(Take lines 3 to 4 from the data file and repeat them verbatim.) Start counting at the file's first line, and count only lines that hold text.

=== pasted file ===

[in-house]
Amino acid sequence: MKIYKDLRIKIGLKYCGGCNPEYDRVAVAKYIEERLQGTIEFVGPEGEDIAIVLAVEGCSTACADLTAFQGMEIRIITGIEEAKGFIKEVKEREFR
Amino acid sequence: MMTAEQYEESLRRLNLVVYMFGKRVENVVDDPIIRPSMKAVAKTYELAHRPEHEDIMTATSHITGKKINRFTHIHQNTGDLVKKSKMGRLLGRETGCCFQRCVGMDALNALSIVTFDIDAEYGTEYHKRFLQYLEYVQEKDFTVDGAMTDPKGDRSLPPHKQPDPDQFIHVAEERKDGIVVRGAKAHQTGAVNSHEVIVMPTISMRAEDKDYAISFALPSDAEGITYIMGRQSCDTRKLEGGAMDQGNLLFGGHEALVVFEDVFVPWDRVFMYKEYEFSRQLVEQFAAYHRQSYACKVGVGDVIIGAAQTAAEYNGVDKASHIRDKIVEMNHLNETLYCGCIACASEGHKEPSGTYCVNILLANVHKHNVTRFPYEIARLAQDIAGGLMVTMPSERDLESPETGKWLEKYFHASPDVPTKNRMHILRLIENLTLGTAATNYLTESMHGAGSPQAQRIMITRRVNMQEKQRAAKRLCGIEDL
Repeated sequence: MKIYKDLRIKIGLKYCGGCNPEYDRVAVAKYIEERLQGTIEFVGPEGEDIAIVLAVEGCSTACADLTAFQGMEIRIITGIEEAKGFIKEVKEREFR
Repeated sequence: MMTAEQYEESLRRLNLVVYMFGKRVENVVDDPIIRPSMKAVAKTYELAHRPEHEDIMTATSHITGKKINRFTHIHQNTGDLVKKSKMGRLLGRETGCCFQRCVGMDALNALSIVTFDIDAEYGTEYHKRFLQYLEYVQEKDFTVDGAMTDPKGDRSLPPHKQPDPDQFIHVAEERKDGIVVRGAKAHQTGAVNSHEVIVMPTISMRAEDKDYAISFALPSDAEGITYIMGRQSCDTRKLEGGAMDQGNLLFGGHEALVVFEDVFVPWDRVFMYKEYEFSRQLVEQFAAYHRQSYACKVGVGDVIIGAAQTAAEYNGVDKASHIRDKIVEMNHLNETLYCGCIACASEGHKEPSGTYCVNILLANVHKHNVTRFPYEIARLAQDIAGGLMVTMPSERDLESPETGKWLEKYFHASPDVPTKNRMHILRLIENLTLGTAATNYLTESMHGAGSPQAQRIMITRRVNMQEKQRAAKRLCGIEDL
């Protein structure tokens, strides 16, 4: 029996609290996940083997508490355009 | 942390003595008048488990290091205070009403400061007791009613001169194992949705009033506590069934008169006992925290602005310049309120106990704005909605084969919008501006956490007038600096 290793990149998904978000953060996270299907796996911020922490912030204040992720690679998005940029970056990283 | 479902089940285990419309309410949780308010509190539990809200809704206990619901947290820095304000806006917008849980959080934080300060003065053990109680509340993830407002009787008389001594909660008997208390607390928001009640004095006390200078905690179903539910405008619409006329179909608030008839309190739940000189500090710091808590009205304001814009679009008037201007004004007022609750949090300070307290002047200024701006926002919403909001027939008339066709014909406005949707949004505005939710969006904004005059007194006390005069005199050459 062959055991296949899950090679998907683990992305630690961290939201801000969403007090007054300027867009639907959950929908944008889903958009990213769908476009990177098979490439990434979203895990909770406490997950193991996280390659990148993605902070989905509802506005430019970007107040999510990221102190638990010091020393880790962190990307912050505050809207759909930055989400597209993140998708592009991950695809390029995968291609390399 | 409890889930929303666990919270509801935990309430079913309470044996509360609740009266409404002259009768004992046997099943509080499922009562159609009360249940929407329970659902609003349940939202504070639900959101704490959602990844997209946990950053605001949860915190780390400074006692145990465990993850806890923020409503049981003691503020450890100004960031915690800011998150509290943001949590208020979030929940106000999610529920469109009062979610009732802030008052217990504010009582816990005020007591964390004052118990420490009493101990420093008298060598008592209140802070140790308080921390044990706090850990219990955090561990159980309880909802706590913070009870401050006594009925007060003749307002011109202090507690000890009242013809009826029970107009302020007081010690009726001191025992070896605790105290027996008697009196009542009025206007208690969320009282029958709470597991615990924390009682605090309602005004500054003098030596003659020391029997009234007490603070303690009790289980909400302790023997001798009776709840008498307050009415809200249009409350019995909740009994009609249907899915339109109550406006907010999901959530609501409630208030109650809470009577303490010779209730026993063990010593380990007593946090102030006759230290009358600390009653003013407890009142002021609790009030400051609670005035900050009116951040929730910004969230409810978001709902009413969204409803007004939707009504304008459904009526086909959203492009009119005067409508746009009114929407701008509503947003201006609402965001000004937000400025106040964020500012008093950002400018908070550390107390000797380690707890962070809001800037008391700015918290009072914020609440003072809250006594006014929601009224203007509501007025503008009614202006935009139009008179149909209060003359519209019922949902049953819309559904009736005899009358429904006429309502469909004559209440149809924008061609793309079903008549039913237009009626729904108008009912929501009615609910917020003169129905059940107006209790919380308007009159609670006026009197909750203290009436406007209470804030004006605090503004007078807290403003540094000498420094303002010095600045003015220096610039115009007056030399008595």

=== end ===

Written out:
Amino acid sequence: MMTAEQYEESLRRLNLVVYMFGKRVENVVDDPIIRPSMKAVAKTYELAHRPEHEDIMTATSHITGKKINRFTHIHQNTGDLVKKSKMGRLLGRETGCCFQRCVGMDALNALSIVTFDIDAEYGTEYHKRFLQYLEYVQEKDFTVDGAMTDPKGDRSLPPHKQPDPDQFIHVAEERKDGIVVRGAKAHQTGAVNSHEVIVMPTISMRAEDKDYAISFALPSDAEGITYIMGRQSCDTRKLEGGAMDQGNLLFGGHEALVVFEDVFVPWDRVFMYKEYEFSRQLVEQFAAYHRQSYACKVGVGDVIIGAAQTAAEYNGVDKASHIRDKIVEMNHLNETLYCGCIACASEGHKEPSGTYCVNILLANVHKHNVTRFPYEIARLAQDIAGGLMVTMPSERDLESPETGKWLEKYFHASPDVPTKNRMHILRLIENLTLGTAATNYLTESMHGAGSPQAQRIMITRRVNMQEKQRAAKRLCGIEDL
Repeated sequence: MKIYKDLRIKIGLKYCGGCNPEYDRVAVAKYIEERLQGTIEFVGPEGEDIAIVLAVEGCSTACADLTAFQGMEIRIITGIEEAKGFIKEVKEREFR